Big data can help retailers compete more effectively
Small businesses have the advantage of agility, making them perfectly suited to act on data-derived insights with speed and efficiency.
Bernard Marr, Data consultant
While they sound complicated, analytics are simply programs that comb through large amounts of data (often called “big data”) and search for patterns and trends. They provide insights you need to successfully compete with online retailers who have been using them for years to gain a competitive advantage.
Algorithms (a set of guidelines that describe how to perform a task) look for trends in data to predict future behaviour. For example, an algorithm can crawl social media posts and web browsing habits to predict top selling products in a category.
Analytics help you understand your customers’ buying journey
Analytics look at demographic data and economic indicators to understand the spending habits of your customers. Those insights can help you recommend new products when a customer comes into your store.
In Russia, the demand for books increases as the weather gets colder. Ozon.ru increases the number of book recommendations in its customers’ social media feeds as the temperature falls.
In the past, most retailers would reduce prices at the end of a buying season when demand was low. Retailers using analytics discovered that a more gradual price reduction—from the moment demand started to fall—led to increased revenues.
U.S. retailer Stage discovered that dynamic pricing (changing prices in response to demand) increased revenue more than a traditional end-of-season sale approach 90% of the time.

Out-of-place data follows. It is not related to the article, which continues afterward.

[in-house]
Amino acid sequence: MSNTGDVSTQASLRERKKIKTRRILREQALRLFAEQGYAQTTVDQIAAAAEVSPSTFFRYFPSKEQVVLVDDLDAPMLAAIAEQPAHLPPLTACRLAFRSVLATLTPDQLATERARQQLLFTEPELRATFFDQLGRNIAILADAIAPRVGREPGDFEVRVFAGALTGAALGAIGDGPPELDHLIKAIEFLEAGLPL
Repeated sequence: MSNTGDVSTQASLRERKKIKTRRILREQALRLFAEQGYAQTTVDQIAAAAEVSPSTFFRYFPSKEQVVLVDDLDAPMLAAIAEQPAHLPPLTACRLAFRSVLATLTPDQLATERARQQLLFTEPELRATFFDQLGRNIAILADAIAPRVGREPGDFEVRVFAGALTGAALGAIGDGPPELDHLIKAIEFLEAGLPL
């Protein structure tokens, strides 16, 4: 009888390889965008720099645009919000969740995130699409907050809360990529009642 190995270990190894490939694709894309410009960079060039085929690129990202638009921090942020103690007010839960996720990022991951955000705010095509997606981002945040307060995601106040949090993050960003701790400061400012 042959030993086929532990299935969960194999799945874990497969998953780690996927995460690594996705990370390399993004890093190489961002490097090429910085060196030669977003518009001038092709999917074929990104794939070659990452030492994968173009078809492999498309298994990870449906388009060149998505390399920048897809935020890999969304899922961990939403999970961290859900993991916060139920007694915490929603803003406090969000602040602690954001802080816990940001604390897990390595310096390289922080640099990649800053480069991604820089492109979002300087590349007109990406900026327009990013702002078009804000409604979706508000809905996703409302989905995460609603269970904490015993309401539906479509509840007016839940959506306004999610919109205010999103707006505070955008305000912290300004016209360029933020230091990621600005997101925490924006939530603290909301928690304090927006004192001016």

It’s not easy to select products that customers want to purchase and their buying channels. Recommendations from predictive analytics and data collected through transactional records and loyalty programs can make those decisions much easier.
Analytics can help you gain a better understanding of your customers. You can use that information to develop targeted messaging that attracts customers to your store.
Google and Facebook’s targeted advertising platforms are examples of data-driven marketing that provides customized messages to specific target groups.
Social analytics are an example of predictive analytics—driven by big data—that analyze social media interactions and identify target groups that might be interested in your product or service.
Comparative analytics help you develop benchmarks and compare productivity metrics against other retailers in your sector. That information can help you discover inefficiencies and operate your store more effectively.
Business analytics—driven by big data—provide consolidated reporting and dashboards that help you make more informed business decisions using real-time data and plan for the future.
72% of small businesses invest in big data solutions to improve their business operations
Big data analytics—once reserved for large corporations—replace guesswork and intuition with data-derived insights that help you understand your customers, their preferences and buying journey. Those insights help you provide customized offers to your customers and operate your retail store more efficiently.
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Unlike other indoor navigation platforms, our ground-breaking core localization technology does NOT require Bluetooth, Wi-Fi or cellular connections. It can be easily deployed in multi-storey buildings, underground floors and other areas that are generally known as dead-zone locations.
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